When the credits are finished, the parchment with the black image dissolves into another space, similar in hue but different in texture, smooth but full of curves, highlighted by dark shadows. The scene at first seems to be the close-up of a naked and hairless (hence, probably female) body. In a gesture of visual chiasmus, in other words, the imagery of the black body on the tan parchment seems inverted, such that the tan surface now represents the body while the black highlighting indicates its parameters. The shadow of the drawn body lingers, moreover, after the parchment has dissolved, such that it becomes a large shadow floating across the new surface. While the camera pans back, it becomes clear that the surface is not the body of a woman but of a continent, the rippled sands of the Sahara, which appear smooth when viewed from adequate distance, in this case the height of an airplane. Rhetorically, this inversion turns the making of the black inscription into an act of mapping, in other words, a symbolic representation of a place. It suggests, in addition, that in both the version and the inversion, the informing metaphor for the mapped site is the female (or at least feminized) body. In presenting the drawn (i.e., symbolic) version of the body as black and the land itself as light, the film also puns visually on the nominal representation of Africa, in colonial discourse, as "the dark continent." Finally, the visual chiasmus suggests the gesture of the entire film, to create an alternative imagery that inverts traditional colonialist rhetorical assumptions and, through them, inverts colonialism's seductive hegemonic argument.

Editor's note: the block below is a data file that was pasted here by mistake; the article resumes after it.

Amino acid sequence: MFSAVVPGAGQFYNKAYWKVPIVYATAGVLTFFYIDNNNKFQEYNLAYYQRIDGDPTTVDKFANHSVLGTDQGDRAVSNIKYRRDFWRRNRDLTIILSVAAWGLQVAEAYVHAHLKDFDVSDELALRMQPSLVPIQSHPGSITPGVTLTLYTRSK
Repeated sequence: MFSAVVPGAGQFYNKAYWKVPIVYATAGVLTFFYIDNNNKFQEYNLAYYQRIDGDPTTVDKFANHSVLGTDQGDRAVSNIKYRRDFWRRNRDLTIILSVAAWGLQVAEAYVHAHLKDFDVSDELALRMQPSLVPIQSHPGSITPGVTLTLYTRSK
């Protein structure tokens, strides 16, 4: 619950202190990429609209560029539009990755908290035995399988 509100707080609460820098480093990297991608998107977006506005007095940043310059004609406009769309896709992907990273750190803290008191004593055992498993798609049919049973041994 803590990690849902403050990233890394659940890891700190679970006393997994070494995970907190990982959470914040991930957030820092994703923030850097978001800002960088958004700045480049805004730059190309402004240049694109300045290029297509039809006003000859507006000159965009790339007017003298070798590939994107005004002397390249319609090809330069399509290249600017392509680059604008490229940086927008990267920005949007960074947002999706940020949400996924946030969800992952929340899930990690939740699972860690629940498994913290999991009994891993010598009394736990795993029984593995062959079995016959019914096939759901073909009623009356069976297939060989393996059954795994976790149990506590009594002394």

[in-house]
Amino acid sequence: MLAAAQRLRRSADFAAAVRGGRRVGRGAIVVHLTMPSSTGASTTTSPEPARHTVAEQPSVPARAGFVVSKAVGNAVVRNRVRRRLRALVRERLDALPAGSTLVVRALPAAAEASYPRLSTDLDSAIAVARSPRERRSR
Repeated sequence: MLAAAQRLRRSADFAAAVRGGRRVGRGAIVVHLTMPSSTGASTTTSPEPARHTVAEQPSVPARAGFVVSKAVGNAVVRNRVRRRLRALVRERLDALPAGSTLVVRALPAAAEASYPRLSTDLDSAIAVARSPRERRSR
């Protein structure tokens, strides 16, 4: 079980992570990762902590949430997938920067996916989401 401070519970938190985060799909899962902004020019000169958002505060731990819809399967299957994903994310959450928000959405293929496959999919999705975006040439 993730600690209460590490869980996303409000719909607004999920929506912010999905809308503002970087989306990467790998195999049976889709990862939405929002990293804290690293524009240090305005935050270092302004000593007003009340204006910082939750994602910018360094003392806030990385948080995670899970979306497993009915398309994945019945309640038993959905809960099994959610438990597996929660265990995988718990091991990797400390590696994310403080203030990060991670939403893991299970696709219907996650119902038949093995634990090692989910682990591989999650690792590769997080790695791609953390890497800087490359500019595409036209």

Excerpted from The Terministic Screen Copyright © 2003 by Board of Trustees, Southern Illinois University. Excerpted by permission.
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Meet the Author
David Blakesley is an associate professor of English and director of professional writing at Purdue University. He is the author of The Elements of Dramatism, the coeditor of The Writing Instructor, the founder and moderator of the Kenneth Burke Discussion List and the Virtual Burkeian Parlor, and the editor of the Southern Illinois University Press series Rhetorical Philosophy and Theory.